Reclaiming the land

Reclamation is the act of returning the land to a sustainable landscape. Alberta law requires all lands disturbed by oil sands operations be reclaimed, which is managed by the companies developing reclamation plans that span the life of the project. From the start of any development, producers strive to reduce their impact by avoiding sensitive habitats, minimizing the area needed for well sites and working with other users to share roads and pipelines.

Effective land management

CAPP and the industry are active participants in regional land use planning, such as the Lower Athabasca Regional Plan (LARP). LARP has established new environmental frameworks to safeguard regional air and surface water quality and increase the amount of land set aside for conservation to more than two million hectares. Through the Land-Use framework and LARP, the Government of Alberta has committed to setting cumulative environmental limits to inform oil sands development.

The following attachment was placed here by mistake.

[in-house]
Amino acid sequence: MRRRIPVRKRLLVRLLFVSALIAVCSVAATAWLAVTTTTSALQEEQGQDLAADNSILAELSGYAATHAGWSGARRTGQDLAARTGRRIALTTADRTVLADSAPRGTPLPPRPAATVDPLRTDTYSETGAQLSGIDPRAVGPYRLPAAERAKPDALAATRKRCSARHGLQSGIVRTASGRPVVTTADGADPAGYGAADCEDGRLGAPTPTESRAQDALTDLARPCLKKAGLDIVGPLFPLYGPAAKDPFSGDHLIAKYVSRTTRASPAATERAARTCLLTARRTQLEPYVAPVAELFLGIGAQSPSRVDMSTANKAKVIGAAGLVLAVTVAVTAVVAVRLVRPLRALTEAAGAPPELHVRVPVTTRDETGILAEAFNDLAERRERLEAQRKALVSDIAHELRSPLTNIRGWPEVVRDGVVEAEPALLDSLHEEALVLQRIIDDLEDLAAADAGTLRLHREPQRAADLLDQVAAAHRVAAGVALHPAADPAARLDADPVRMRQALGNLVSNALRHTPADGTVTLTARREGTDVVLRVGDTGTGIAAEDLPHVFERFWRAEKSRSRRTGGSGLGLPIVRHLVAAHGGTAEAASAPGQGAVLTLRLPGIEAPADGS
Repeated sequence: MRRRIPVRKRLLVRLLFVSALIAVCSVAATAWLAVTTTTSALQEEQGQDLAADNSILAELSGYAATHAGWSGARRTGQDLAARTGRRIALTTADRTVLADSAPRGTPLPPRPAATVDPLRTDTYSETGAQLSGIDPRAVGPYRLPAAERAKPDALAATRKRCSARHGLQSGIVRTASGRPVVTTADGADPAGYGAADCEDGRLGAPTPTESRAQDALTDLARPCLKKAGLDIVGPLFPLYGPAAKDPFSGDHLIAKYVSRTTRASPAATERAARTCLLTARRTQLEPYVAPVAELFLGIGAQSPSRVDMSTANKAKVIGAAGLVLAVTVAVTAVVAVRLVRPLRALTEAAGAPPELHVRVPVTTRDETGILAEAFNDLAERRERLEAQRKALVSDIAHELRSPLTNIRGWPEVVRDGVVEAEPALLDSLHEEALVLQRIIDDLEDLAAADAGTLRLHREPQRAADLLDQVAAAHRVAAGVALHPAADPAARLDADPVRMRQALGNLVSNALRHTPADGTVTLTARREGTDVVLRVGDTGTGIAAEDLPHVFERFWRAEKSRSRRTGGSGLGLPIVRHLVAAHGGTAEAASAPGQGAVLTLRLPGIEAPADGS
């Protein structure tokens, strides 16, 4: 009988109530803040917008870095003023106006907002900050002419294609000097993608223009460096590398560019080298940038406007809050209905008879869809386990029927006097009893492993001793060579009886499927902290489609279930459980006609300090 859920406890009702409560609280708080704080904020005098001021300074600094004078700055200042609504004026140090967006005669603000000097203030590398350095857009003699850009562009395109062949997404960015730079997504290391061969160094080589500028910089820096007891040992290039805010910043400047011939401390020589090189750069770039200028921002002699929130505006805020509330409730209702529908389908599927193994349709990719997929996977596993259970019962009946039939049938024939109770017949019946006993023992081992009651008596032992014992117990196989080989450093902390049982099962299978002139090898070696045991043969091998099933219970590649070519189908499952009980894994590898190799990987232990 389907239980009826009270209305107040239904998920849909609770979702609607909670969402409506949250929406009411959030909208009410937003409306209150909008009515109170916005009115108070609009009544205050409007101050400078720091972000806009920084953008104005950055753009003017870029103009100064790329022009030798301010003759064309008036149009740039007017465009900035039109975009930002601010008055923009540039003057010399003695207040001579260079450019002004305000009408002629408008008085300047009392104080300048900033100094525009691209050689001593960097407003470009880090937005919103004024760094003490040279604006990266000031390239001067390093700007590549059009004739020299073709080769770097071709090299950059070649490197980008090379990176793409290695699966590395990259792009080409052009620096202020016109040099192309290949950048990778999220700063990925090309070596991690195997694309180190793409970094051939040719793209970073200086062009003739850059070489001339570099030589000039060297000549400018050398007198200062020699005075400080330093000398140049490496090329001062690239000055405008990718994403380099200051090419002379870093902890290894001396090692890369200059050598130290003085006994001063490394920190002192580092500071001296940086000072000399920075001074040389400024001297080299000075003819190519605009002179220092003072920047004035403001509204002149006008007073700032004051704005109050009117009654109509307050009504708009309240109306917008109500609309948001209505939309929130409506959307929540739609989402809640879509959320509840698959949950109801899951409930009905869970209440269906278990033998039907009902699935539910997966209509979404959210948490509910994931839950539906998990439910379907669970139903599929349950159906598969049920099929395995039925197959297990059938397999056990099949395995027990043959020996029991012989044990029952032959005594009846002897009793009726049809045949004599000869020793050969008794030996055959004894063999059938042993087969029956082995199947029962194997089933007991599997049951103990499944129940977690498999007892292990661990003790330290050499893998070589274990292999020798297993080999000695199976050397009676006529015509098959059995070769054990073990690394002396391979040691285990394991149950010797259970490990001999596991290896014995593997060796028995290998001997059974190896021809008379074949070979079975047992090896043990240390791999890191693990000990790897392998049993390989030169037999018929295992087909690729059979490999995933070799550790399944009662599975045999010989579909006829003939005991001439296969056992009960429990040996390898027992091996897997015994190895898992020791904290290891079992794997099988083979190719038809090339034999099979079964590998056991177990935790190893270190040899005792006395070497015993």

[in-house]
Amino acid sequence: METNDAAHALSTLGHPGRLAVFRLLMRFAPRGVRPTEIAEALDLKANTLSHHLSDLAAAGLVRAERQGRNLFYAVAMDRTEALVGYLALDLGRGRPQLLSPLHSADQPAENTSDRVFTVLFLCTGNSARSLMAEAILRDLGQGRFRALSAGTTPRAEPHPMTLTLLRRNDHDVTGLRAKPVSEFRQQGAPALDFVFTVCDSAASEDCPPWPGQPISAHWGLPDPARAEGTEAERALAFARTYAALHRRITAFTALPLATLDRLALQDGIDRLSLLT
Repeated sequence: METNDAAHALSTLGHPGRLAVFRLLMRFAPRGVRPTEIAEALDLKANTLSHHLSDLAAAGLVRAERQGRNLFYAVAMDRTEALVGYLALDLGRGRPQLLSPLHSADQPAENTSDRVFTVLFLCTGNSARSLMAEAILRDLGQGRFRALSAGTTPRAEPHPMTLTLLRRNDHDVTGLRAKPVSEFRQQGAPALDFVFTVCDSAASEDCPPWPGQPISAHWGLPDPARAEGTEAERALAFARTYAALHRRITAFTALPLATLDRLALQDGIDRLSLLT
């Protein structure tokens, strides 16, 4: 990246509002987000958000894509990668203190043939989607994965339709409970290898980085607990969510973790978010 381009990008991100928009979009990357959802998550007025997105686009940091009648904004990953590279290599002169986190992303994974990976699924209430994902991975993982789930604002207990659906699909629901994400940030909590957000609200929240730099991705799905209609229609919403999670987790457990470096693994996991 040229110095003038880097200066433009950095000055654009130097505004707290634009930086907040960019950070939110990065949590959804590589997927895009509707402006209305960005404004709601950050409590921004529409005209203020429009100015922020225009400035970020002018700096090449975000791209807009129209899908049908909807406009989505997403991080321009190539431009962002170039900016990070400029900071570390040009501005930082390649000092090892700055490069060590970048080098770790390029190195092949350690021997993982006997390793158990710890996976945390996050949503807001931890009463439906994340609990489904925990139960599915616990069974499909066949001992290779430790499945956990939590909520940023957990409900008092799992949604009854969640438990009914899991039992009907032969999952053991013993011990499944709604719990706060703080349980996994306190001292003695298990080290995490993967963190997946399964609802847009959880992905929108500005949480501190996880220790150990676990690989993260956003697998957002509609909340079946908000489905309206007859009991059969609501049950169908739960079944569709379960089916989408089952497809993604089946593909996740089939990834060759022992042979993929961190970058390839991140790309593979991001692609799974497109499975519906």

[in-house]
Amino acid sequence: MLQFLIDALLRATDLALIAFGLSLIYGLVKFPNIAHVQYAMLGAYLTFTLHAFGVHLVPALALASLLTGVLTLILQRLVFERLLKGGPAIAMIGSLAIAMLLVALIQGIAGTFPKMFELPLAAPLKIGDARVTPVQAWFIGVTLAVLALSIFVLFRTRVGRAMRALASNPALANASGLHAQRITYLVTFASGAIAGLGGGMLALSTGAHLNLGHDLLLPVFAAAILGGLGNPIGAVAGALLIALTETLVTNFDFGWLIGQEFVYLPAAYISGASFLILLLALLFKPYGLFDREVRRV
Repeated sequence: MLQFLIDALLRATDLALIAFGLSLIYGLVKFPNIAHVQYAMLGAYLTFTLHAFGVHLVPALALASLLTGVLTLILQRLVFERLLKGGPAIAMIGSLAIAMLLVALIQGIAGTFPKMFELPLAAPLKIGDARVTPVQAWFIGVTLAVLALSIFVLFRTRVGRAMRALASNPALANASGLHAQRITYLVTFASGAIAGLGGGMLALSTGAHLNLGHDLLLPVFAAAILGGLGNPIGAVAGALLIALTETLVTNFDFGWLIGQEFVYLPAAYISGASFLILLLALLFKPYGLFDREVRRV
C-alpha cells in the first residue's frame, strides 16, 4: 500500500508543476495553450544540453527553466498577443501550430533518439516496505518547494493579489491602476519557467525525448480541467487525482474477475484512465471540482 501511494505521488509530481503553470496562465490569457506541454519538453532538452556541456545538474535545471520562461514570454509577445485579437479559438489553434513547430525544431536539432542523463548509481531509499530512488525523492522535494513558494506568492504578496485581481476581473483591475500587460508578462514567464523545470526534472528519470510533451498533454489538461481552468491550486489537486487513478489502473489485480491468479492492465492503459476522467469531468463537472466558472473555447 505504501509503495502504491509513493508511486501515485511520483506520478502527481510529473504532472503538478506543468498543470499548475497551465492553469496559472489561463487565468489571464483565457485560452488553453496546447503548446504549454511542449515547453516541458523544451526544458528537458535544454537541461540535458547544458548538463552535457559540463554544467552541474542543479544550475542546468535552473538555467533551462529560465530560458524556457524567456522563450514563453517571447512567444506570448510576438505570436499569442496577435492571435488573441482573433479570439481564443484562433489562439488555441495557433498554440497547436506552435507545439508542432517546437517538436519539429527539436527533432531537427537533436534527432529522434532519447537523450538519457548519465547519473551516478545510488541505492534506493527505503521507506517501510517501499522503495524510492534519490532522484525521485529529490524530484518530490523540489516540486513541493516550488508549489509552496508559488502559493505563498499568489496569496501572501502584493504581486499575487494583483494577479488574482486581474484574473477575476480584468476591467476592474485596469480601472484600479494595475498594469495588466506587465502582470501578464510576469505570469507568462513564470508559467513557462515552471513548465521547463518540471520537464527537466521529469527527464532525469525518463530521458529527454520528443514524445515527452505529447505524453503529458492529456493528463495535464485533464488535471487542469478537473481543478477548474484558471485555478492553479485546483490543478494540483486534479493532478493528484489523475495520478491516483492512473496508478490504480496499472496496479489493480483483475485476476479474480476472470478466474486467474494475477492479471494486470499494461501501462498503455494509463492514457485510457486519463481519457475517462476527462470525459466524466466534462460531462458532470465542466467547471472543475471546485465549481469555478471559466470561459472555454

Maintaining biodiversity

When planning their projects, oil sands operators strive to avoid sensitive habitats and protected areas, optimize the area needed for mining and in situ well sites, work with other land users to reduce the disturbance footprint by sharing roads and pipelines and employ technologies to minimize emissions.

Innovation

Canada’s Oil Sands Innovation Alliance (COSIA) is an alliance of oil sands producers focused on accelerating the pace of improvement in environmental performance in Canada's oil sands through collaborative action and innovation. COSIA's work has focused on reducing the footprint intensity and impact of oil sands mining and in situ drilling operations on the land and wildlife of northern Alberta.

Industry in Action

CARIBOU HABITAT RESTORATION